Cancer-Sniffing Dogs

Cancer-Sniffing Dogs Photo Credit: Clipart.com

Dogs are often used to sniff out everything from illegal drugs to explosives. But new research shows that they can also smell cancer.


Canine cancer detectors. I'm Bob Hirshon and this is Science Update.

You’ve heard of bomb-sniffing dogs, but it turns out dogs can sniff cancer too. Researchers at the Pine Street Foundation in California recently trained five different dogs to smell breast and lung cancer on a patient’s breath. The dogs’ diagnoses were 88 to 99 percent accurate, even when odiferous factors like smoking were taken into account.

So what was tipping the dogs off? Research director Michael McCullogh says figuring that out is the next step. That could pave the way for new technologies that could screen for cancer with a simple breath test.


The fact that it was dogs is almost beside the point. Although I should add that the dogs performed so well that now technology really has to rise to the challenge that they laid down.

I'm Bob Hirshon, for AAAS, the science society.

Making Sense of the Research

When you first hear about this study, the idea of dogs smelling cancer probably seems like the main point—and the most interesting one. But, as the story says, the goal of this study isn’t to put a German shepherd in every doctor’s office. The dogs were simply used to prove a concept: that cancer leaves some kind of distinct chemical signature on the breath.

In fact, other scientists are already developing machines that can diagnose other diseases by sampling a patient’s breath: diseases like pneumonia, stomach ulcers, and even the same kinds of cancer studied here. That’s because certain diseases cause the body to produce chemicals that we normally don’t produce, or in different amounts than a healthy person would produce. Some of these chemicals find their way into the air we exhale, which means they can be smelled—if not by a human, then by an animal or a machine.

So, what’s the point of the dogs? Well, for one thing, scientists don’t yet know exactly how having cancer might change your breath, which means they don’t know what to look for. So it’s tough to build a machine—an “electronic nose”—that’s specifically tailored to look for cancer. There are electronic noses out there that just look for overall differences in odors, rather than specific chemicals, but so far, they haven’t matched the accuracy of the dogs. (One device, tested recently at the Cleveland Clinic, was 66 percent accurate in diagnosing cancer.)

Since dogs have excellent noses and are easily trained to recognize just about any odor, the dogs are like odor-detecting machines that the scientists don’t have to build. In this experiment, the researchers exposed the dogs to breath samples from known cancer patients and breath samples from healthy patients, and simply rewarded them for picking out the cancer breath. Once the dogs got the hang of it, the researchers conducted a “double-blind” trial, where the origin of the breath samples was concealed not just from the dogs, but also from the researchers themselves. With the dogs achieving up to 99 percent accuracy in the double-blind trials, the experiment shows that it should be possible to build a breath-diagnosing machine that gets it right just about every time.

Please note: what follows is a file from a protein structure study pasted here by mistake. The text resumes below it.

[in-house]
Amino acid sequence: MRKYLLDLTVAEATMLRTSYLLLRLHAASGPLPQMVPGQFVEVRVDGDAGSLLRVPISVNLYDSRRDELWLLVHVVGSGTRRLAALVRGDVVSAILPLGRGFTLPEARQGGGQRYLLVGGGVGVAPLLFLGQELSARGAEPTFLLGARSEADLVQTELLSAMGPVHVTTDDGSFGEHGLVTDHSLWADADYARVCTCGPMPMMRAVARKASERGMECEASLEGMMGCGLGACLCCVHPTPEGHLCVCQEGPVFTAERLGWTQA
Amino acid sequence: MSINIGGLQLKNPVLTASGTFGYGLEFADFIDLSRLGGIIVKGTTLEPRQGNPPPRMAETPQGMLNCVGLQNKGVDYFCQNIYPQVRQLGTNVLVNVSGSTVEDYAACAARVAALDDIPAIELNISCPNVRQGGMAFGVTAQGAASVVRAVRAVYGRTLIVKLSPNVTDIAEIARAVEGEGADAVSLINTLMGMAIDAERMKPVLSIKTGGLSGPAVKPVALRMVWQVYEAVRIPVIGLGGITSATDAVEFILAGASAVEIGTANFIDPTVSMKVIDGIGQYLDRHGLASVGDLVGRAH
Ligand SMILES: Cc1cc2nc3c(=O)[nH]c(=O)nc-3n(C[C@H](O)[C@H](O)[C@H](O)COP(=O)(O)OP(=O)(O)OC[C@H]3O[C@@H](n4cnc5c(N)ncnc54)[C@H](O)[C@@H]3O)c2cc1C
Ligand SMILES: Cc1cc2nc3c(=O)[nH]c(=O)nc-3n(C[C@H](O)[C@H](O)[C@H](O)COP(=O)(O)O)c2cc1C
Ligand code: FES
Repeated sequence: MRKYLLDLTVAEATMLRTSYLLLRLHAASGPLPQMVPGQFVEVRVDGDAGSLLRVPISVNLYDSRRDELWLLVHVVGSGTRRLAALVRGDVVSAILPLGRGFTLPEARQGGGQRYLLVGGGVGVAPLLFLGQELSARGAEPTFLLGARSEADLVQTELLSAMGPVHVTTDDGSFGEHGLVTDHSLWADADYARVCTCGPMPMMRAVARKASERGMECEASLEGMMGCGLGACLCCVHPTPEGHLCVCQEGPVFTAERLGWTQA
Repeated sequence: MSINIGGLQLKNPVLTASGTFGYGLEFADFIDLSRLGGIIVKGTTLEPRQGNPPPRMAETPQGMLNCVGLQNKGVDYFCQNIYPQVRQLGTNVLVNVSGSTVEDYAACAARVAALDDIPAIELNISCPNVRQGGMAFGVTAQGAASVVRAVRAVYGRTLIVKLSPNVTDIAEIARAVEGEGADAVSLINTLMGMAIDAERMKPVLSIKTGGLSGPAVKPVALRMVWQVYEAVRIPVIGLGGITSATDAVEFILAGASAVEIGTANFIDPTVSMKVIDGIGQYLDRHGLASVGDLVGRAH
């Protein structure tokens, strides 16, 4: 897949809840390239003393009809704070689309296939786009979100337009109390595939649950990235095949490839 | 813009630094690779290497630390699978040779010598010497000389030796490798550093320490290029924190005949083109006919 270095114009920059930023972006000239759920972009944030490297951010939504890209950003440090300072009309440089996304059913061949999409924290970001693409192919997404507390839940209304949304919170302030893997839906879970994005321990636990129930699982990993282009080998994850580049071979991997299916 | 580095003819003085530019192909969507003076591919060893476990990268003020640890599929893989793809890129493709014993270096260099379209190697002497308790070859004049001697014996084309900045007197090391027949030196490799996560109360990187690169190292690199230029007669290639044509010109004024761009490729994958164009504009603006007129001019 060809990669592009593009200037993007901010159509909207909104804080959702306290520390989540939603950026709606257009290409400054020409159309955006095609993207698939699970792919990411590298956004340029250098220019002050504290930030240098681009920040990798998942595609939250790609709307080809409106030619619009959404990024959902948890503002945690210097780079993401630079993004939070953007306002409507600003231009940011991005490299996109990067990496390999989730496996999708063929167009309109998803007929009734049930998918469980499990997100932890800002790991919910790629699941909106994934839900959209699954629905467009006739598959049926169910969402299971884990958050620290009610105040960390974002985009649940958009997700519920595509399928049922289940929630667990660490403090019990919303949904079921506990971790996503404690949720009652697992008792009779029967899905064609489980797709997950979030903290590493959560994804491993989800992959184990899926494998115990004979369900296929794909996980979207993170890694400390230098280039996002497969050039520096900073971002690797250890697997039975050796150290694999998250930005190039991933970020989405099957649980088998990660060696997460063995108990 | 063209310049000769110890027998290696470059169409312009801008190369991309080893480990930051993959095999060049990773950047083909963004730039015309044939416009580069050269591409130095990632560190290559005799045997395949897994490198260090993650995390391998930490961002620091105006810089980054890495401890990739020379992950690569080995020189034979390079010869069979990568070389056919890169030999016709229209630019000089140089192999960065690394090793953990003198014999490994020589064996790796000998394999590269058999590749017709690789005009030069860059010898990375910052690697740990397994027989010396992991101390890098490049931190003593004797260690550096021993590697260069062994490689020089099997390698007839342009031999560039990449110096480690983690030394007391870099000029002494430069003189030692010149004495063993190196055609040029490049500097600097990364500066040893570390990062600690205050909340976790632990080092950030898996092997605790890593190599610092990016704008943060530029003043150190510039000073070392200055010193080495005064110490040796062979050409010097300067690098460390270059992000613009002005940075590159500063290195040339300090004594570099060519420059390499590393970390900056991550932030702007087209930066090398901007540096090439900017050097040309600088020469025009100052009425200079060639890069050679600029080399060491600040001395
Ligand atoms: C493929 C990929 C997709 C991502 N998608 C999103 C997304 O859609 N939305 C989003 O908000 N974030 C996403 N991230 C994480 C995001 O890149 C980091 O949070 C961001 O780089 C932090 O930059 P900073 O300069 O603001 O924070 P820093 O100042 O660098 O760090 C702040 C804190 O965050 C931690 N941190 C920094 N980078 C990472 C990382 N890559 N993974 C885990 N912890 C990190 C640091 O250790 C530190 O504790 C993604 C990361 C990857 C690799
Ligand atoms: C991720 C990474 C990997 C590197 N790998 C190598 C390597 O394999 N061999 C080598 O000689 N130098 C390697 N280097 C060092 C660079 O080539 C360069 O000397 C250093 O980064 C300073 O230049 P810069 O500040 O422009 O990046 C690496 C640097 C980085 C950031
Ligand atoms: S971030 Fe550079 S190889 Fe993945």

The challenge is to figure out what chemicals to look for. That’s tougher than it sounds, because the smell of cancer is probably made up of many different odor-causing chemicals. (This is true of most smells in the real world as well.) What’s more, each type of cancer may have a unique chemical signature. It will take many more experiments—involving humans, dogs, and machines—to find just the right formula. But if it works, it could make screening for deadly diseases a lot cheaper and easier.

Now try and answer these questions:

  1. Why was it possible for the dogs to smell cancer on a patient’s breath?
  2. What are the differences between experimenting with dogs and experimenting with machines? Give advantages and disadvantages for each.
  3. What is a double-blind trial? Why was it important in this experiment? In science in general?
  4. Suppose the dogs appeared to distinguish cancer breath from normal breath when they were being trained, but then they failed the double-blind trial. What might that suggest about the way the dogs were trained?

You may want to check out the February 10, 2006 Science Update Podcast to hear this Science Update and the other programs for that week. This podcast's topics include: Cancer-sniffing dogs; the origin of the moon; how saturated fats kill; a new neighbor galaxy; comedy is healthy.

Going Further

For Educators

The National Geographic News Article Dogs Smell Cancer discusses this research. Their article Robo-Nose features a high-tech electronic nose that sniffs out bombs.

The American Association for Artificial Intelligence’s Artificial Noses page has links to many other articles about electronic noses.

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